Researchers from Fred Hutchinson Cancer Research Center and the Uganda Cancer Institute are launching a clinical study in the Ugandan capital, Kampala, that could change the way breast cancer in sub-Saharan Africa is diagnosed and treated.
The study will test a diagnostic tool that is already widely available throughout the continent to see if it performs as well as the method used in wealthier countries for determining a tumor’s hormone receptor status and other factors that guide treatment options. The study also will assess the feasibility of a three-drug chemotherapy regimen that patients will be able to take orally rather than intravenously.
Breast cancer is one of the three most common cancers in sub-Saharan Africa, along with cervical and prostate cancers, and the second-leading cause of cancer deaths in women after cervical cancer, according to the World Health Organization.
Various international and regional groups, including UCI, are working to raise awareness of breast cancer, eliminate the stigma associated with it and urge people to seek treatment sooner. The soon-to-launch study aims to improve care once they do.
“Our hope is that an oral regimen for breast cancer will decrease patient abandonment and increase the patient benefit,” Menon said. “Dr. Orem worked on oral chemotherapy for non-Hodgkin lymphoma, so he is very interested in developing oral regimes because of their widespread applicability.”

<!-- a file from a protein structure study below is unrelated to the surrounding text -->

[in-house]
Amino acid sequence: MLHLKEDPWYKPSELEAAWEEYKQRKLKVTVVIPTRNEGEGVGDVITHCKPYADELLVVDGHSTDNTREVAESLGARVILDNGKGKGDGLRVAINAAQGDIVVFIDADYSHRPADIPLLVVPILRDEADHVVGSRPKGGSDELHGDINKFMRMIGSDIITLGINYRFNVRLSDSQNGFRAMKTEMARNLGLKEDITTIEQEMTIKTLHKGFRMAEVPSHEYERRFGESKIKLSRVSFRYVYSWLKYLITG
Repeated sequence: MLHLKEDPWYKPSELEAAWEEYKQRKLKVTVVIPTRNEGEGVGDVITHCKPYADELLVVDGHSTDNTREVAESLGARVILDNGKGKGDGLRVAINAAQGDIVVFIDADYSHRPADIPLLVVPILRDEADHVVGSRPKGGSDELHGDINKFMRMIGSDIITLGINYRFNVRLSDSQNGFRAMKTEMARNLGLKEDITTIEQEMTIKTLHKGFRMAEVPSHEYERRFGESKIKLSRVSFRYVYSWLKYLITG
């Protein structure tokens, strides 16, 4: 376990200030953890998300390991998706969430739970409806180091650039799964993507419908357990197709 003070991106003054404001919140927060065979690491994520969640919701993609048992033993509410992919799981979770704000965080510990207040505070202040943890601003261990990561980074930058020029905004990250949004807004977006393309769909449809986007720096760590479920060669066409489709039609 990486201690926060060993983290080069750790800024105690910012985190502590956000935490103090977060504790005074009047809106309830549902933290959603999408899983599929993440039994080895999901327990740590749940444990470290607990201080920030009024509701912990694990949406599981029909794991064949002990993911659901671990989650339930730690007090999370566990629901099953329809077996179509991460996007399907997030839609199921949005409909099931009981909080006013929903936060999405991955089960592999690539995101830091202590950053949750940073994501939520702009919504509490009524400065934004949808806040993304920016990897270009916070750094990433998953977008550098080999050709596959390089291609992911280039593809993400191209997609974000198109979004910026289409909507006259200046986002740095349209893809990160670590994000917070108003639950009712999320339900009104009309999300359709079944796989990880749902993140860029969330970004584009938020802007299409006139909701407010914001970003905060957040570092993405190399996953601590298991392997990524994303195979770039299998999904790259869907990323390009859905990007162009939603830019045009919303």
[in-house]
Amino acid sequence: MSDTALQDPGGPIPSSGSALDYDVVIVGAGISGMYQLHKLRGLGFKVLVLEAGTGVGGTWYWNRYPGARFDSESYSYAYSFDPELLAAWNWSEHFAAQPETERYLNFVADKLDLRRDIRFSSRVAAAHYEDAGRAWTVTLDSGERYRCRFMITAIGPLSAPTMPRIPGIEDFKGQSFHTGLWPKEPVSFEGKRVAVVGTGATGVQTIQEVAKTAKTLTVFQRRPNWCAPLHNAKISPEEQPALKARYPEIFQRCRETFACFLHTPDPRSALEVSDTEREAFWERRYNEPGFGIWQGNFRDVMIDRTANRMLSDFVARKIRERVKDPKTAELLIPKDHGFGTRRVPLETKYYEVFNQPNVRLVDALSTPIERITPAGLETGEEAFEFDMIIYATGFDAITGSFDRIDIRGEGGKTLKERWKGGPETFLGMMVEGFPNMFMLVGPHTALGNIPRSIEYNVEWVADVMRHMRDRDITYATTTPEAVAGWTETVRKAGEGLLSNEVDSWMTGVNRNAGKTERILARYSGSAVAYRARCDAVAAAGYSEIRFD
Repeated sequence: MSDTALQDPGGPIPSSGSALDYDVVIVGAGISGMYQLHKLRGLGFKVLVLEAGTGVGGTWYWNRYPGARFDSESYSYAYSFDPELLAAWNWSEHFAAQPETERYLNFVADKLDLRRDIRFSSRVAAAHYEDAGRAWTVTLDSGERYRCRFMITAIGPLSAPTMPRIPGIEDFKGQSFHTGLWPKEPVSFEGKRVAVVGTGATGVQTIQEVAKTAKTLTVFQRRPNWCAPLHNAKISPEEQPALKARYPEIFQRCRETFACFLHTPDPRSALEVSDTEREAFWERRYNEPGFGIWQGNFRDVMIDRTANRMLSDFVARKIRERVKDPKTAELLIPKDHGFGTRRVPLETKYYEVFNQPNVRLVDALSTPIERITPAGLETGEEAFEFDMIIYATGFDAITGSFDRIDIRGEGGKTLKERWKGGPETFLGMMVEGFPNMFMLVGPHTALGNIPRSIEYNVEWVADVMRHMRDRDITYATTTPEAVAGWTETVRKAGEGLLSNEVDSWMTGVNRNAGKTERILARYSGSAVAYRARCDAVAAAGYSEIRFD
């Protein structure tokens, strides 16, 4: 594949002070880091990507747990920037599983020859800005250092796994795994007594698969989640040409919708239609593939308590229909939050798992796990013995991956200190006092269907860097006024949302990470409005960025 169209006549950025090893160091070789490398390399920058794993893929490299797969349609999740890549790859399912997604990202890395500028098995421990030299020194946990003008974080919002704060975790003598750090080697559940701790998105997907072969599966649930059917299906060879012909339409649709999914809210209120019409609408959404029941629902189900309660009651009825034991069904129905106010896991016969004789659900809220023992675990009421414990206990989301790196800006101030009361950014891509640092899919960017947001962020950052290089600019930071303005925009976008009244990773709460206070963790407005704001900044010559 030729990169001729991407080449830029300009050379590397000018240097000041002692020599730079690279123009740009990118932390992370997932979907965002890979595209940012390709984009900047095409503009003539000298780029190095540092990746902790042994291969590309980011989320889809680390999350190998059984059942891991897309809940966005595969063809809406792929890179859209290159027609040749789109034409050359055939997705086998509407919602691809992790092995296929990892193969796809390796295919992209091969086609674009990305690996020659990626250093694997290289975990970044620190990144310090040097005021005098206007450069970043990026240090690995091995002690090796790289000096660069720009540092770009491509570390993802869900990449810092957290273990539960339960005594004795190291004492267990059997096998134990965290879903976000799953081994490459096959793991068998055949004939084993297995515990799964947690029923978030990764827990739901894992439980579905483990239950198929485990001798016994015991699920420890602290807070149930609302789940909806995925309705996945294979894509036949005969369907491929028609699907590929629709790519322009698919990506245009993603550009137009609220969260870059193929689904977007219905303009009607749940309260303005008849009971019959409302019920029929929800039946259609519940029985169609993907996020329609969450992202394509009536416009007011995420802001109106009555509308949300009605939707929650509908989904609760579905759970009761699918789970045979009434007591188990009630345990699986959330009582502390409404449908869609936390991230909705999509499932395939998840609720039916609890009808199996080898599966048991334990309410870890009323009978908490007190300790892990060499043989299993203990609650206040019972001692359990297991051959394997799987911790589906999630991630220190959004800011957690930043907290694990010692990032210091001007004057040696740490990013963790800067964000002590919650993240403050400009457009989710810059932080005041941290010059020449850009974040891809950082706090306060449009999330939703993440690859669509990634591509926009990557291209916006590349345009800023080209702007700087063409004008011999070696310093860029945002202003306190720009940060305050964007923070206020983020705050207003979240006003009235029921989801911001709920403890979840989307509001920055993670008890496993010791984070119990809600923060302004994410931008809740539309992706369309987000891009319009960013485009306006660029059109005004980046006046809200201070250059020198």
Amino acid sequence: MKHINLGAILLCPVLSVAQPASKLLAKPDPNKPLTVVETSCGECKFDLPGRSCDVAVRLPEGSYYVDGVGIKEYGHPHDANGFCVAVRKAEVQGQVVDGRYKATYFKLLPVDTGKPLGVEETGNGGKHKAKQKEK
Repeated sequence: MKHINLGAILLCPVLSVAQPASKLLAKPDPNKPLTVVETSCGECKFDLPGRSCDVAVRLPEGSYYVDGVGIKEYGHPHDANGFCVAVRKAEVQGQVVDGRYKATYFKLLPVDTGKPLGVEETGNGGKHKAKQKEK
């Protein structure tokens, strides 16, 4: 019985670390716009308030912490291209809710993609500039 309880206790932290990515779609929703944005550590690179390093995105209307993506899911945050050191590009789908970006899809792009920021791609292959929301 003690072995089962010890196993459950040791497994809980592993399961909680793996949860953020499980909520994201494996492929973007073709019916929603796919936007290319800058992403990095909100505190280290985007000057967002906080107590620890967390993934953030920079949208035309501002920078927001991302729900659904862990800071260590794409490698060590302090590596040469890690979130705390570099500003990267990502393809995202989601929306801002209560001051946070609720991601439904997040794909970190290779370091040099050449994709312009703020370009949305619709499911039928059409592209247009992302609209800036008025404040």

The trouble is, in Uganda as in many poor countries, there sometimes is not enough of any kind of medication, including tamoxifen, to go around. If the study shows that RT-PCR reliably determines tumor receptor status, physicians could make sure that this scarce resource is used only for patients who will benefit.
“We’re hoping this testing will help demonstrate which women can better utilize a medication when resources are limited as well as prevent harm in those women who will not derive a benefit from estrogen-targeted medications,” Menon said.
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